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Venus - our Christmas star

All the lowdown from Newbury Astronomical Society on how to spot Venus

Geraldine Gardner

geraldine.gardner@newburynews.co.uk

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01635 886684

Venus - our Christmas star

Jupiter & Venus are just a cat's ears apart Picture: Richard Fleet

THE planet Venus has now moved into the morning sky and will be visible low down in the south east just before dawn throughout the Christmas period.

There are many theories about whether the Star of Bethlehem was a real astronomical object. If it was, it must have been something extraordinary, as our ancestors were familiar with the ordinary movements of the stars and planets.

Some have suggested it was a comet and Halley’s Comet was recorded by Chinese astronomers in 12BC, which is too early, and another faint comet was seen in 5BC, but comets were considered bad omens, so unlikely to herald the birth of a king.

The sudden violent explosion of a star, known as a supernova, could have caused a bright new star to appear in the sky; however, if this star had been in our galaxy, we would almost certainly be able to see its remains. Also, Chinese astronomers were always on the lookout for such ‘guest stars’, but didn’t record any at the right time.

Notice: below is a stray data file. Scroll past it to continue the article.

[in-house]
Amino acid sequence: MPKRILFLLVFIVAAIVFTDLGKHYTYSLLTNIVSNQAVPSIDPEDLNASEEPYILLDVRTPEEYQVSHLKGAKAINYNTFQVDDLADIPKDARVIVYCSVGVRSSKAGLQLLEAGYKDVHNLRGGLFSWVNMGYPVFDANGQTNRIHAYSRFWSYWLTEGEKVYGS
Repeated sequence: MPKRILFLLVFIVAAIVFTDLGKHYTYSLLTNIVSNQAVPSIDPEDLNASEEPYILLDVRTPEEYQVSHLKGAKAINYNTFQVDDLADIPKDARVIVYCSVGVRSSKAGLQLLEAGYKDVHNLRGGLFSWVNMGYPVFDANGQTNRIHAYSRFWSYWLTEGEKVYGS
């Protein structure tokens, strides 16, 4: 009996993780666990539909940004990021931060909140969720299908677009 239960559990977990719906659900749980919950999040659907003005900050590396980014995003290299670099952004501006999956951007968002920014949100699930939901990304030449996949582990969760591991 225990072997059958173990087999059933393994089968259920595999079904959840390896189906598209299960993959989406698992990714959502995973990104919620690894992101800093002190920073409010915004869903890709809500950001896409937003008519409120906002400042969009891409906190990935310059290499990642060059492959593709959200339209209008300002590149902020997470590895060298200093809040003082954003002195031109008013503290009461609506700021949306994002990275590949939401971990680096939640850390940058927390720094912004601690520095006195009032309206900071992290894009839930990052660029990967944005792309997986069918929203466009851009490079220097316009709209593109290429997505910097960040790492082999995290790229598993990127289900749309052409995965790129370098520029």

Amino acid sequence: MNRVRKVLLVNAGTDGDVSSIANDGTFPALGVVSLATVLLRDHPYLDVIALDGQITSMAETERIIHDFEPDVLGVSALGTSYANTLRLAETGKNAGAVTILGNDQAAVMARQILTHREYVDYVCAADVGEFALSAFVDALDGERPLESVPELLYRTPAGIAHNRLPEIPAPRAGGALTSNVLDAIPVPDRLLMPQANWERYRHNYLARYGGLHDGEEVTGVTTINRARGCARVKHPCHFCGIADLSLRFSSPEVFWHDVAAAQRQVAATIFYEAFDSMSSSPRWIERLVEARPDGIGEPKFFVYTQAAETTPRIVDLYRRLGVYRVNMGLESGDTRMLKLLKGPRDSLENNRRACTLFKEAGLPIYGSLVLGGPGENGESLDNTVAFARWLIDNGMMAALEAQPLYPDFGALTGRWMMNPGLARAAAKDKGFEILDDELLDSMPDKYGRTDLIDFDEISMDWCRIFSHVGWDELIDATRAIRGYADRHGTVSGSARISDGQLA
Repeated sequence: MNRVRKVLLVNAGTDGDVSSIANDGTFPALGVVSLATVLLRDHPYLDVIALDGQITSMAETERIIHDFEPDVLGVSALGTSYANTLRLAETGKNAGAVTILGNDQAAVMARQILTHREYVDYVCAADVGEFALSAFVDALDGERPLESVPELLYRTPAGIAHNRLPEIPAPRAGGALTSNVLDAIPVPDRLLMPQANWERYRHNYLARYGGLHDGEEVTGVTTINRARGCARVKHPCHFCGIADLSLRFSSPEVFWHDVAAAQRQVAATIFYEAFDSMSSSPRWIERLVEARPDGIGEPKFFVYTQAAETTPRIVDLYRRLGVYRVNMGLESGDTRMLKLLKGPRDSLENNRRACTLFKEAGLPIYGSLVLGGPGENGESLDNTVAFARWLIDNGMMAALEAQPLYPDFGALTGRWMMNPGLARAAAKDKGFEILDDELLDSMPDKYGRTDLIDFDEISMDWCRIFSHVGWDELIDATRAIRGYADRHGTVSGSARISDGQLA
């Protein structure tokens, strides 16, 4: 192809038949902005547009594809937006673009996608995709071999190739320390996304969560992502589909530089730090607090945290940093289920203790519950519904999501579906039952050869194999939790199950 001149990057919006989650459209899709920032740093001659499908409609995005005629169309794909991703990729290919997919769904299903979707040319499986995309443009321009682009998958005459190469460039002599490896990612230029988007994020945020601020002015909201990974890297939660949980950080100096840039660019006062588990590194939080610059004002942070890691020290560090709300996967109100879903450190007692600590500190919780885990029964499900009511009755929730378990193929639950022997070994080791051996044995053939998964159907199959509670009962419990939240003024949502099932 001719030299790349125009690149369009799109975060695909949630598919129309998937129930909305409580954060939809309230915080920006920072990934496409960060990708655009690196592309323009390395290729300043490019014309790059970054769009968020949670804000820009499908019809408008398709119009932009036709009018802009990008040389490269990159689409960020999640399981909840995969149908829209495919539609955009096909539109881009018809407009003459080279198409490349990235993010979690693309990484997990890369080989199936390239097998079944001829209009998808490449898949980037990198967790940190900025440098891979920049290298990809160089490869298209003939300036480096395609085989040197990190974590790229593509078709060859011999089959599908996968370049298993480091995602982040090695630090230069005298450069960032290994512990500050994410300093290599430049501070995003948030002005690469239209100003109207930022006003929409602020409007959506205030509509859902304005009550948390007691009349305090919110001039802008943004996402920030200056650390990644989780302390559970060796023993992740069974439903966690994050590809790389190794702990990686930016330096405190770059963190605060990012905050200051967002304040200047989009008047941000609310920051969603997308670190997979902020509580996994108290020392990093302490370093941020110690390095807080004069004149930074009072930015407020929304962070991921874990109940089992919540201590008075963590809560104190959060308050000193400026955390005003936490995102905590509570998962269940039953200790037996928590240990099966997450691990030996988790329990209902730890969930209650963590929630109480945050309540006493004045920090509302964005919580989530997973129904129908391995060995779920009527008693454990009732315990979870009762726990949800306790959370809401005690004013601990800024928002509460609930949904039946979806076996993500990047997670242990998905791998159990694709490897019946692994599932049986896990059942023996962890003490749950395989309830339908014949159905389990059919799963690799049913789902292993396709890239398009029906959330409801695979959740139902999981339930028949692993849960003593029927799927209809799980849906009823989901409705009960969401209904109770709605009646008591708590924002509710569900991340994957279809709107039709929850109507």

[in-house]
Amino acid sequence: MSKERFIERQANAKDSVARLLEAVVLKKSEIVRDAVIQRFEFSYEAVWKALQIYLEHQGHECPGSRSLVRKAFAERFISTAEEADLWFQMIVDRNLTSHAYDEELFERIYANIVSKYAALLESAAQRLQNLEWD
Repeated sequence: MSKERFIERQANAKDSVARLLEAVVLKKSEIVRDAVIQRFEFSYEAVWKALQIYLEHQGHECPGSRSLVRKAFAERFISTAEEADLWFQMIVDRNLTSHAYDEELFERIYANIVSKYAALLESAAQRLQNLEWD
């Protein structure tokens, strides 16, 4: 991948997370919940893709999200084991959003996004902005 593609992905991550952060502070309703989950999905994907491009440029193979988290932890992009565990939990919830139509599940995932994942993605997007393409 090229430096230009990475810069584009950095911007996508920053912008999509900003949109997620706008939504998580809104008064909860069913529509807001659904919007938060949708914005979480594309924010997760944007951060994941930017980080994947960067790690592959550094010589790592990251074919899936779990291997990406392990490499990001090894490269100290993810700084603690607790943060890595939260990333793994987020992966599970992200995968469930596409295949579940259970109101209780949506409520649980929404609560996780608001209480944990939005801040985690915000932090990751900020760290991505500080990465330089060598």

The most popular theory is that the Three Wise Men were astrologers and could have interpreted a rare alignment of the planets to signify the birth of a king of the Jews. One possible alignment happened in the year 7BC when the planets Jupiter and Saturn came close together in the constellation of Pisces, the Fish. Another happened on April 17, 6BC, when the moon passed in front of the planet Jupiter at sunrise, an occurrence said to foretell a royal birth. Lastly, on June 17, 2BC, the planets Venus and Jupiter came very close together near the star Regulus in the constellation of Leo the Lion – the king of the beasts.

Venus and Jupiter will again be close together, sparkling away low down in the south east, just before sunrise between January 20 and 26, 2019 – but this time they will be in the constellation of Ophiuchus, the Serpent Bearer, which has no connection with royal births.

Whatever the explanation for the Star of Bethlehem, you can look out and enjoy our very own Christmas Star this winter.

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